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Delphi Museum Review
Visiting this museum is essential to understanding the site and sanctuary's importance to the ancient Greek world, which considered Delphi its center (literally—look for the copy of the omphalos, or Earth's navel, a sacred stone from the adytum of Apollo's temple.) The museum is home to a wonderful collection of art and architectural sculpture, principally from the Sanctuaries of Apollo and Athena Pronoia. Curators have used an additional 15,000 square feet of museum space, opened in 2004, to create contextual, cohesive exhibits. You can now view all the pediments from Apollo's temple together and new exhibits include a fascinating collection of 5th-century BC votives.
One of the greatest surviving ancient bronzes on display commands a prime position in a spacious hall, set off to advantage by special lighting: the Charioteer is a sculpture so delicate in size (but said to be scaled to life) it is surprising when you see it in person for the first time. Created in about 470 BC, the human figure is believed to have stood on a terrace wall above the Temple of Apollo, near which it was found in 1896. It was part of a larger piece, which included a four-horse chariot. Scholars do not agree on who executed the work, although Pythagoras of Samos is sometimes mentioned as a possibility. The donor is supposed to have been a well-known patron of chariot racing, Polyzalos, the Tyrant of Gela in Sicily. Historians now believe that a sculpted likeness of Polyzalos was originally standing next to the charioteer figure. The statue commemorates a victory in the Pythian Games at the beginning of the 5th century BC. Note the eyes, inlaid with a white substance resembling enamel, the pupils consisting of two concentric onyx rings of different colors. The sculpture of the feet and of the hair clinging to the nape of the neck is perfect in detail.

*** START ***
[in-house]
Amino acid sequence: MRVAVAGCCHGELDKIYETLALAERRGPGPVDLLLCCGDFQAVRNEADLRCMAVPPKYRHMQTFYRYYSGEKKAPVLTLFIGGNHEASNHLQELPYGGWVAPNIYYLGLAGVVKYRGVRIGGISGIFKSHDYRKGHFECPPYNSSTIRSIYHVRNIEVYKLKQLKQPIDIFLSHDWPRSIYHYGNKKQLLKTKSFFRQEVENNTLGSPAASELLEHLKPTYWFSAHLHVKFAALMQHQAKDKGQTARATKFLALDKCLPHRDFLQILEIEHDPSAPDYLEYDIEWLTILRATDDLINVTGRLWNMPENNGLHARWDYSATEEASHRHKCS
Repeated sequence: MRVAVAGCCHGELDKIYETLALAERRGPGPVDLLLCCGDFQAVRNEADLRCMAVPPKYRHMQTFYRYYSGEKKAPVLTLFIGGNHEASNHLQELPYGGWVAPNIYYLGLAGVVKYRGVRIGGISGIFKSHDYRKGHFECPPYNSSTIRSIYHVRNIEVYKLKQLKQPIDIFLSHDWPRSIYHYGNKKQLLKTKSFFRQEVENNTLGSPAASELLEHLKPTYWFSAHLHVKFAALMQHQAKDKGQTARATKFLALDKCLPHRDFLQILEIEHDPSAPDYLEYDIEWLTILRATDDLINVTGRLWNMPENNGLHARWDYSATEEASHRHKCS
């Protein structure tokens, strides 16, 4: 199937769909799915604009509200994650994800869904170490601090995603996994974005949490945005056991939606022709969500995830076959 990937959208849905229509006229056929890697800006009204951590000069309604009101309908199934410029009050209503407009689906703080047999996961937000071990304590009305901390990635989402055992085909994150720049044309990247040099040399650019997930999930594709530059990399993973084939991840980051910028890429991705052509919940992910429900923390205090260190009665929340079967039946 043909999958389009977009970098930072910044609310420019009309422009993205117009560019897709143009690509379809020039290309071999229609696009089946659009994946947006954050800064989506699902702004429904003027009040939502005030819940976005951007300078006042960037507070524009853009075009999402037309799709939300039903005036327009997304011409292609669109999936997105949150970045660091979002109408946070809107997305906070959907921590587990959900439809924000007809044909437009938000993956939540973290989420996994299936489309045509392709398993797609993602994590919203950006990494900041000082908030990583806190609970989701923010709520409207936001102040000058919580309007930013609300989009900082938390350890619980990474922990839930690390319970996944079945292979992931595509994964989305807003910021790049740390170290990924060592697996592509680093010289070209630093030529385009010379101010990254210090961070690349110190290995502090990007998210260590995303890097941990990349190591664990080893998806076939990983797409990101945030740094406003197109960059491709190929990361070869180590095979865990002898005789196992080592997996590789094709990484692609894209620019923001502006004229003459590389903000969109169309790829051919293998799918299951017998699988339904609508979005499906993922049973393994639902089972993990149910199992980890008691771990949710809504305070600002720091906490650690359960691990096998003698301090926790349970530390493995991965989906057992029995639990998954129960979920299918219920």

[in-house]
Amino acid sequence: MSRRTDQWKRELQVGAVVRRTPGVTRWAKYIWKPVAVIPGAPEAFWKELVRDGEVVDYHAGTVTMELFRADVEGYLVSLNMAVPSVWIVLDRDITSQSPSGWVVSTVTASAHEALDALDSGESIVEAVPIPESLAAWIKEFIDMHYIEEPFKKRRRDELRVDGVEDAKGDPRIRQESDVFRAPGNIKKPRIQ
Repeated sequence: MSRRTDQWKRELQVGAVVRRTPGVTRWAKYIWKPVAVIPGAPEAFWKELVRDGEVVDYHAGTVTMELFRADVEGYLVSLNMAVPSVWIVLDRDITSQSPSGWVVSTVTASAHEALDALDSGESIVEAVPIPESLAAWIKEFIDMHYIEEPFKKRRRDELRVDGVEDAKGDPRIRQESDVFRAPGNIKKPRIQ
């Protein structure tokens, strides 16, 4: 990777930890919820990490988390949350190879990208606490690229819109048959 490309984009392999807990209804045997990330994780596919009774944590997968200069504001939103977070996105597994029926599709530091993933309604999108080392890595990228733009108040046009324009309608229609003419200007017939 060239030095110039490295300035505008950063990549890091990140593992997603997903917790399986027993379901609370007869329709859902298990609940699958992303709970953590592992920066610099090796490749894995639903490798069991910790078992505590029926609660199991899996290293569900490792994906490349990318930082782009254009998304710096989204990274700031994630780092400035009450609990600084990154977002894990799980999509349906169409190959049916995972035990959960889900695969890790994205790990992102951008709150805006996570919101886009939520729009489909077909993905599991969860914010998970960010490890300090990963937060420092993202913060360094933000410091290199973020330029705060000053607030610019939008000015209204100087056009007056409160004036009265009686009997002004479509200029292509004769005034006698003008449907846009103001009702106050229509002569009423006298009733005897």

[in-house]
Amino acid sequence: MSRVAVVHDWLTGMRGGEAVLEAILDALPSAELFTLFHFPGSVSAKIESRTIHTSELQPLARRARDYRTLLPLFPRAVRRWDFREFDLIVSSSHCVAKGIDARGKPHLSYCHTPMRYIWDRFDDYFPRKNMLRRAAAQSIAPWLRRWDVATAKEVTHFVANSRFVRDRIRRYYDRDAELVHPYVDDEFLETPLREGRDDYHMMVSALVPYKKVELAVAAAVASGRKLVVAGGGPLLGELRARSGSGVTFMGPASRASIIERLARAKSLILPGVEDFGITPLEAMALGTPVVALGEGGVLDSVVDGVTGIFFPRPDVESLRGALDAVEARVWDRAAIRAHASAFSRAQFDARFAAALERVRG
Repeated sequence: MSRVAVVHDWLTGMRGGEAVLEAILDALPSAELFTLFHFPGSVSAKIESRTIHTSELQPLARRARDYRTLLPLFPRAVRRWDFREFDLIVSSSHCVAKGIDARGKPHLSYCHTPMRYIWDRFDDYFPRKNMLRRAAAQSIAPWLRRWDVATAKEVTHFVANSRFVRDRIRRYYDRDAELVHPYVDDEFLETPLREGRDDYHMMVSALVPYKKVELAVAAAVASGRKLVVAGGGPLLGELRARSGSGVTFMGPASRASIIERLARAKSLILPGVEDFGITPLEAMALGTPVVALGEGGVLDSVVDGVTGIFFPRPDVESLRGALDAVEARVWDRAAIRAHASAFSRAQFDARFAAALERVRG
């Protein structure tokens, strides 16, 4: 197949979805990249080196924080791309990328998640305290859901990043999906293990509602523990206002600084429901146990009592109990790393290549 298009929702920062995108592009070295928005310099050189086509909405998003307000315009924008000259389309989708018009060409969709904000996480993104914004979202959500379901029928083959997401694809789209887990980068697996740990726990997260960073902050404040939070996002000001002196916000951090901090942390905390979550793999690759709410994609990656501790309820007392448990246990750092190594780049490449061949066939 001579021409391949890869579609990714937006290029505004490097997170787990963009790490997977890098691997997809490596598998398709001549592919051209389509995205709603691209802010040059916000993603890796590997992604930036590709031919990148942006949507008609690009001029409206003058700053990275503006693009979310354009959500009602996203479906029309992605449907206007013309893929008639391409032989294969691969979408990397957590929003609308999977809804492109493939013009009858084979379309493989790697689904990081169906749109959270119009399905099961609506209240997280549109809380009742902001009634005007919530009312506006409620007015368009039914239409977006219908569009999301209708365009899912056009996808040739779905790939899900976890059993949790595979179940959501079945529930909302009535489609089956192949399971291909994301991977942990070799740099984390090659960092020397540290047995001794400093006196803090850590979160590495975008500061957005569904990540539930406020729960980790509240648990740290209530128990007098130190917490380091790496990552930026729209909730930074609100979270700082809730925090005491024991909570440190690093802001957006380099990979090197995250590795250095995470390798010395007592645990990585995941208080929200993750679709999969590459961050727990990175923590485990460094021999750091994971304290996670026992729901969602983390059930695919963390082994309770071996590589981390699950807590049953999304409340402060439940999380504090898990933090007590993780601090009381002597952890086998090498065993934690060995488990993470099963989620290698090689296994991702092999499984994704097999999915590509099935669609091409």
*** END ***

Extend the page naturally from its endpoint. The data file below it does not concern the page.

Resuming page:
Two life-size Ionian chryselephantine (ivory heads with gold headdresses) from the Archaic period are probably from statues of Apollo and his sister Artemis (she has a sly smirk on her face). Both gods also figure prominently in a frieze depicting the Gigantomachy, the gods' battle with the giants. These exquisitely detailed marble scenes, dated to the 6th century BC, are from the Treasury of the Siphnians. The caryatids (supporting columns in a female form) from the treasury's entrance have been repositioned to offer a more accurate picture of the building's size and depth. The museum's expansion also allowed curators to give more space to the metopes, marble sculptures depicting the feats of Greece's two greatest heroes, Heracles and Theseus, from the Treasury of the Athenians. The museum also has a pleasant outdoors café (weather permitting).
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